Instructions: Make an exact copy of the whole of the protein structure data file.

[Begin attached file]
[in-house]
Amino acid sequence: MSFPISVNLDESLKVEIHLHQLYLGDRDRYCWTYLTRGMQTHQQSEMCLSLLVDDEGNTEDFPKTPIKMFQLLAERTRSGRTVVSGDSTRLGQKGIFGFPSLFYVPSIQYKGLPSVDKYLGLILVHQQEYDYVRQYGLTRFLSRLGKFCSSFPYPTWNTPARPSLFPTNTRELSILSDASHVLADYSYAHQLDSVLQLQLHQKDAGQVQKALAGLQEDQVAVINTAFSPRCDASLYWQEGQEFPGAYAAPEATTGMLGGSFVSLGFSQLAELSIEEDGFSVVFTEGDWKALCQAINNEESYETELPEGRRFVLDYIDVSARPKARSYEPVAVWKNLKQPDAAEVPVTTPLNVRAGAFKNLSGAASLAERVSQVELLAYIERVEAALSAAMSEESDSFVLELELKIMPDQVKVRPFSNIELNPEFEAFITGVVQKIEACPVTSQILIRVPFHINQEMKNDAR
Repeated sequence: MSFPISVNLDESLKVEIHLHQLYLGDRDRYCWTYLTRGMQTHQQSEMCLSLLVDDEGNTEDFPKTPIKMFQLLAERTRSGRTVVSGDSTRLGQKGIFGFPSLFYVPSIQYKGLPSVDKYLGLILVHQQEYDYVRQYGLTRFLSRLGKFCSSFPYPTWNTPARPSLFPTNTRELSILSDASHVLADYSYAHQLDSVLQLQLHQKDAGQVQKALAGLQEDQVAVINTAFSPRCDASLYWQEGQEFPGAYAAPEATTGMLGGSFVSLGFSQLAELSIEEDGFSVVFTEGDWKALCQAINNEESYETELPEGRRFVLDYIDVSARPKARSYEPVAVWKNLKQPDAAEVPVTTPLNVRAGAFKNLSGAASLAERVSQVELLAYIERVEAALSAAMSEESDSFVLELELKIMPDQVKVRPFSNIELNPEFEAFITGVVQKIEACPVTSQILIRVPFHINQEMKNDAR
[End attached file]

[in-house]
Amino acid sequence: MSFPISVNLDESLKVEIHLHQLYLGDRDRYCWTYLTRGMQTHQQSEMCLSLLVDDEGNTEDFPKTPIKMFQLLAERTRSGRTVVSGDSTRLGQKGIFGFPSLFYVPSIQYKGLPSVDKYLGLILVHQQEYDYVRQYGLTRFLSRLGKFCSSFPYPTWNTPARPSLFPTNTRELSILSDASHVLADYSYAHQLDSVLQLQLHQKDAGQVQKALAGLQEDQVAVINTAFSPRCDASLYWQEGQEFPGAYAAPEATTGMLGGSFVSLGFSQLAELSIEEDGFSVVFTEGDWKALCQAINNEESYETELPEGRRFVLDYIDVSARPKARSYEPVAVWKNLKQPDAAEVPVTTPLNVRAGAFKNLSGAASLAERVSQVELLAYIERVEAALSAAMSEESDSFVLELELKIMPDQVKVRPFSNIELNPEFEAFITGVVQKIEACPVTSQILIRVPFHINQEMKNDAR
Repeated sequence: MSFPISVNLDESLKVEIHLHQLYLGDRDRYCWTYLTRGMQTHQQSEMCLSLLVDDEGNTEDFPKTPIKMFQLLAERTRSGRTVVSGDSTRLGQKGIFGFPSLFYVPSIQYKGLPSVDKYLGLILVHQQEYDYVRQYGLTRFLSRLGKFCSSFPYPTWNTPARPSLFPTNTRELSILSDASHVLADYSYAHQLDSVLQLQLHQKDAGQVQKALAGLQEDQVAVINTAFSPRCDASLYWQEGQEFPGAYAAPEATTGMLGGSFVSLGFSQLAELSIEEDGFSVVFTEGDWKALCQAINNEESYETELPEGRRFVLDYIDVSARPKARSYEPVAVWKNLKQPDAAEVPVTTPLNVRAGAFKNLSGAASLAERVSQVELLAYIERVEAALSAAMSEESDSFVLELELKIMPDQVKVRPFSNIELNPEFEAFITGVVQKIEACPVTSQILIRVPFHINQEMKNDAR